The text editing facilities of vim are second to none -- other than emacs, I've never seen or heard of a piece of software that comes close. They are not easy to learn, but once you know them, they are much faster than mouse menus to use and much more dynamic than the simple key macro alternatives in mouse menu based interfaces. For programming, I sometimes use vim alongside an IDE like Eclipse, but I do most of the work in vim.

If you take that path, lol, look into the autocompletion and taglist plugins. And beware the dark side.

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I always add set mouse=a too. – ott-- Jan 12 '13 at 16:36
Regarding your programming comment, you may find eclim interesting... – ire_and_curses Feb 4 '13 at 23:41
@ire_and_curses : haven't tried it. Eclipse and vim both monitor the source files and allow them to be updated externally, and flipping from one desktop to another is flipping from one desktop to another. Seems like quite the idea tho. – goldilocks Feb 5 '13 at 0:33
Although I don't think this answer should be the chosen answer (since it's biased), it's exactly the type of perspective that is helpful for understanding the differences. Thanks for taking a position. – geneorama Jul 19 '15 at 17:24

The advantage is that vi usually preinstalled in enterprise UNIX like AIX or Solaris. Besides vim is not accessible on installation media.

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I have noticed that I only choose Vi over VIM when I am copying and pasting a text document or config file that I have used cat command. This is because when I try to ctrl-c and then ctrl-v into the VIM opened document, it forces all lines to have a comment infront of them. So when I use Vi to ctrl-v or paste into the Vi opened document, it pastes exactly what I copied from. Other than that, I use VIM all day long.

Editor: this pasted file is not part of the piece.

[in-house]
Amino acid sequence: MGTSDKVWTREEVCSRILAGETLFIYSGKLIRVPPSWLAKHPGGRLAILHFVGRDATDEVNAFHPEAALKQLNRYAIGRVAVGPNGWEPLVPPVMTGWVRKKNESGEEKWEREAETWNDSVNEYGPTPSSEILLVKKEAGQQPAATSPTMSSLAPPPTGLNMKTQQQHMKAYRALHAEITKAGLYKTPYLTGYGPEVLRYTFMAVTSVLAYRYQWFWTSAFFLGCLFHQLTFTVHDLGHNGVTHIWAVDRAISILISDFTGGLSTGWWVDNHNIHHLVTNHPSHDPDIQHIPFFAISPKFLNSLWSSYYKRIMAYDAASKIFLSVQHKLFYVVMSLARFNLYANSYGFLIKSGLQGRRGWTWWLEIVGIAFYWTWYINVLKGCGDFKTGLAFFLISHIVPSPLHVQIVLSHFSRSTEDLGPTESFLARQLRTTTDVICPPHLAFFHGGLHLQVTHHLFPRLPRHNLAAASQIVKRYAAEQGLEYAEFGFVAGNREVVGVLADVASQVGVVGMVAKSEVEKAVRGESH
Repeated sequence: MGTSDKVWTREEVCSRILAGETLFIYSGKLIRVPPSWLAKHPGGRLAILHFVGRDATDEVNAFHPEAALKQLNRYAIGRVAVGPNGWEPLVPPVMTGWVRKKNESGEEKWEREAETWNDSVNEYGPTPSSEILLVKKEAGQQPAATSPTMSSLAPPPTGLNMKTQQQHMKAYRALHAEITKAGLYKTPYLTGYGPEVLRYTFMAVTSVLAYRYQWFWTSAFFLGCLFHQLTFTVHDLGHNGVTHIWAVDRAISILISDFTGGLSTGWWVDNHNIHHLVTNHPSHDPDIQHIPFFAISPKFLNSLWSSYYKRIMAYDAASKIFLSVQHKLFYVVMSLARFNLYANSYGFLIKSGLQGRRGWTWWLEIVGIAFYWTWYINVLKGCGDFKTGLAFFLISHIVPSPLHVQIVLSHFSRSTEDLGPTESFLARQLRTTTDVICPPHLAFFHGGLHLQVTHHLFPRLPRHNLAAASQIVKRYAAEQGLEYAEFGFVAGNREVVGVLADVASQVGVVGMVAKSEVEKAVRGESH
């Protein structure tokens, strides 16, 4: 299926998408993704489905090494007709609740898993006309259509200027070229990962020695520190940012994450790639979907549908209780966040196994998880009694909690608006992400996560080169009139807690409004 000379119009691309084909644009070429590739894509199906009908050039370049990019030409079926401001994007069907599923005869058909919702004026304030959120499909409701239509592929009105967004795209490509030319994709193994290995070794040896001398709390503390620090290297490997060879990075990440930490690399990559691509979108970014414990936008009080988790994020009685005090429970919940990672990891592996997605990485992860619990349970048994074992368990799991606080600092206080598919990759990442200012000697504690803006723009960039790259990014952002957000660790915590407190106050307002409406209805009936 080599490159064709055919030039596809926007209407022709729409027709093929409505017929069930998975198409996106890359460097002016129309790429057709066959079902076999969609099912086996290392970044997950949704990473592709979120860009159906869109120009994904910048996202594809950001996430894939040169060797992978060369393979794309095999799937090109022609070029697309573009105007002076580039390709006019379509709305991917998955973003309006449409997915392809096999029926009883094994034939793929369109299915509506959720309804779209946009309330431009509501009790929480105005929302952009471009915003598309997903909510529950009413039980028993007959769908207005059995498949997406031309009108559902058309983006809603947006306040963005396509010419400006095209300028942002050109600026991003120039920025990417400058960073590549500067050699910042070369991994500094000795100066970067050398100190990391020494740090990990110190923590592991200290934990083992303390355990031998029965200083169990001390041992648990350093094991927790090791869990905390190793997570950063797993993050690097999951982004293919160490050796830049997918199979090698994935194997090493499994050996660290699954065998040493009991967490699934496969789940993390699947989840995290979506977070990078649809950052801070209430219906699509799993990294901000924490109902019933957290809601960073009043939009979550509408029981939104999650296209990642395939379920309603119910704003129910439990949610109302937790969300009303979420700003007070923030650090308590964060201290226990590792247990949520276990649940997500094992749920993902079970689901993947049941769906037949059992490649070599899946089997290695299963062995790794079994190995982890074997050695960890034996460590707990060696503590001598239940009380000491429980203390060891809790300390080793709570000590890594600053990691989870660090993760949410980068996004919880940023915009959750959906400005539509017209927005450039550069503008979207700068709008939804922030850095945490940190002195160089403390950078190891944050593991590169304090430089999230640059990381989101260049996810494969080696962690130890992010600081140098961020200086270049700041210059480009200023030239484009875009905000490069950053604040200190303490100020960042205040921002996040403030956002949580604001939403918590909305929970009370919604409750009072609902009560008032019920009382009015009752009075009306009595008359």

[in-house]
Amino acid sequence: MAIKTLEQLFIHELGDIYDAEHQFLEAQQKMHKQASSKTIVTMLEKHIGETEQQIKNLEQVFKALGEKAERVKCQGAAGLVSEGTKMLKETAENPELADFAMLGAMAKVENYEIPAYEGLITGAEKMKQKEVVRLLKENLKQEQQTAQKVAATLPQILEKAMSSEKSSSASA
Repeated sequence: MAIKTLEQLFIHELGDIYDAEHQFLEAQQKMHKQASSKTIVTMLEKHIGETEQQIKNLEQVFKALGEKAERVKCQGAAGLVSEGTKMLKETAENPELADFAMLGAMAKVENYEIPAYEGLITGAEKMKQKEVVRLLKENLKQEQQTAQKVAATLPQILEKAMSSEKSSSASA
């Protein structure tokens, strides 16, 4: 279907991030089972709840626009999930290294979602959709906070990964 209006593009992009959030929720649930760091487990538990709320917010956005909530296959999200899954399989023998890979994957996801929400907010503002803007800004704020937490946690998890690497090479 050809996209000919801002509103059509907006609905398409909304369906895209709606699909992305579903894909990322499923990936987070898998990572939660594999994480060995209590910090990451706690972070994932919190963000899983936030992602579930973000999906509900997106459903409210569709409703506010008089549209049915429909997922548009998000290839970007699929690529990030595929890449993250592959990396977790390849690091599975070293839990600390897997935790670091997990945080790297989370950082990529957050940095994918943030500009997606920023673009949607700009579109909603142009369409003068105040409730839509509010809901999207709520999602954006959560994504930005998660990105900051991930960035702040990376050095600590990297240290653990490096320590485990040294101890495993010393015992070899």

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Try :set paste – Patrick Jan 18 '13 at 12:55
set pastetoggle=<F2> in .vimrc (vim.wikia.com/wiki/Toggle_auto-indenting_for_code_paste) – Dave Jan 18 '13 at 20:01

Vim is widely considered to be the better editor for everyday use. If you have the choice between vi or vim, go with vim.

That being said, vi has its niche. It's very simple and is present on nearly every UNIX-like system in existence. If you find yourself sitting at the terminal of a system you know nothing about, even if it's a very esoteric system like a wireless router, you can still rest assured that vi is available.

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I don't know anything about vim so my response may be a non starter, but many years ago vi was considered a good skill because you could do everything with keystrokes so you were still ok if you didn't have a functional mouse.